What is pastoral counseling?
Pastoral counseling is professional counseling in a spiritual context. It involves a psychological process and faith-involved journey designed to enable change and bring about mental, emotional and spiritual healing and growth. It is a path to develop more effective ways of resolving or coping with conflict and stress. Personal integration occurs as you move to become the kind of person, couple or family you wish to become.
What problems are brought to the pastoral counselor?
Problems may include struggles with anxiety, depression, doubt, anxiety due to peer pressure and school, marriage and family conflicts, stress related to job or vocation, parenting dilemmas, growing up or aging, a sense of failure or lack of fulfillment, concerns about chemical or alcohol use and the effects on family life, issues related to divorce, remarriage and step-family life, emotional problems associated with physical illness or accident, coping with loss or grief.
What happens during a counseling session?
Counseling sessions provide an opportunity to explore your concerns, relationships or other issues. With increased insight and understanding you can clarify and be more able to move toward your chosen goals. This process will be facilitated by the caring, concern, training and experience of your counselor.
Does counseling really help?
The benefit of counseling has been expressed repeatedly by individuals, couples and families who have come to the Ecumenical Center for help. Many express appreciation for the integration of their spirituality in the process of counseling, indicating that this aspect of counseling at the Ecumenical Center is unique.
How are issues of faith discussed?
If you choose to introduce faith issues, your counselor will respond in a thoughtful and informed way. If you choose not to address faith issues, your counselor will respect your wishes.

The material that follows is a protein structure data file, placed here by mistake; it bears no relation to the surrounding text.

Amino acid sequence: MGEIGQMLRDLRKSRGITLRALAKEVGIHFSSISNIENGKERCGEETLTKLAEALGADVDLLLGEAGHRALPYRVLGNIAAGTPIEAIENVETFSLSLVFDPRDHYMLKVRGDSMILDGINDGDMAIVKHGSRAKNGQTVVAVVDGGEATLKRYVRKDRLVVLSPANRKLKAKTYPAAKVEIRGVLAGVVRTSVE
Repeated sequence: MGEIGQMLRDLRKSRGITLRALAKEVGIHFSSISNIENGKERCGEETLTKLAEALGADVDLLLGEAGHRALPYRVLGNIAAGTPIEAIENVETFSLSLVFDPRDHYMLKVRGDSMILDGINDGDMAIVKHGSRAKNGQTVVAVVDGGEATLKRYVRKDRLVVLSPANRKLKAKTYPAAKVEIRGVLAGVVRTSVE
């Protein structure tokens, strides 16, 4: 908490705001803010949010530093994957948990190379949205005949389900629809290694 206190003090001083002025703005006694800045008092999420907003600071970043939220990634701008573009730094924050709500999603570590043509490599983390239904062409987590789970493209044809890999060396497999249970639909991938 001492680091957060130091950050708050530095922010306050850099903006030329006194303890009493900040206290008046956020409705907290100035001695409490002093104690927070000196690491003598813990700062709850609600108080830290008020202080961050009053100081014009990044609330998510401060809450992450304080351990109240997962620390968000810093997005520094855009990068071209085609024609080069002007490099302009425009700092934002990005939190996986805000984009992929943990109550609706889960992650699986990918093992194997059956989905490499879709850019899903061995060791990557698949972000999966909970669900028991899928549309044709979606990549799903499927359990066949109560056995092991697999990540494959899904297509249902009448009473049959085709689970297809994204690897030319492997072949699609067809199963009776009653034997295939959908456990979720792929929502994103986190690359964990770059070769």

What can I expect of the pastoral counselor?
You may be confident that in the counseling relationship, your counselor's first concern will be you. You may expect your counselor to be professionally competent - a trustworthy person with whom you can share your private concerns.
What would the pastoral counselor expect of me?
Your desire for change must be strong enough for you to make the commitment of time, energy and personal resources. In order for significant change to occur, it will be important to meet regularly as agreed upon.
Is counseling confidential?
Yes. Information or material about you cannot be released without your written approval. Your counselor will explain and discuss any such release with you before asking you to sign a release document. (In emergencies - such as when your life or someone else’s life is in danger - confidentiality may be temporarily set aside.)
How are ECRH counselors credentialed?
Ecumenical Center counselors are state-licensed mental health providers or graduate level therapists working under supervision. They may also be credentialed by the American Association of Pastoral Counselors, the American Association for Marriage and Family Therapy, the Association for Play Therapy or other professional mental health associations. They have extensive training and experience in pastoral counseling and psychotherapy.
How long will counseling take?
The number of sessions varies. Some problems can be dealt with in a few sessions while others may take longer. Long standing difficulties or major life transitions rarely yield to simplistic solutions. In the initial session or two, your pastoral counselor will gather information about you and the concerns you bring. Following this the counselor will share findings with you and make recommendations about how to proceed.
Will the Center talk with my clergy, physician or other counselors I've seen?
It is often helpful to contact persons with whom you have worked previously. Should you and your counselor decide it would be beneficial, you would sign a release prior to any contact.
What about fees, insurance or managed care?
The Ecumenical Center has established fees for all services. Counseling fees may be covered by insurance. Your counselor will cooperate in processing insurance claims. You, however, remain responsible for all fees. Fee subsidies (based on family income and dependents) may be discussed.
How can I contact The Ecumenical Center?
By calling 210.616.0885 for the Medical Center office or by calling 210.226.7593 for the 281 & McCullough office. Outside of regular office hours, a confidential voice mail system is employed and every effort is made to respond to your call in a timely manner. For emergencies a counselor is on call and can be paged.
Where would I be seen for counseling?
Our primary location is at 8310 Ewing Halsell Dr. in the Texas Medical Center area. Our 281 & McCullough office is at 403 Avenue E. We also have limited space in the Rio Grande Valley location.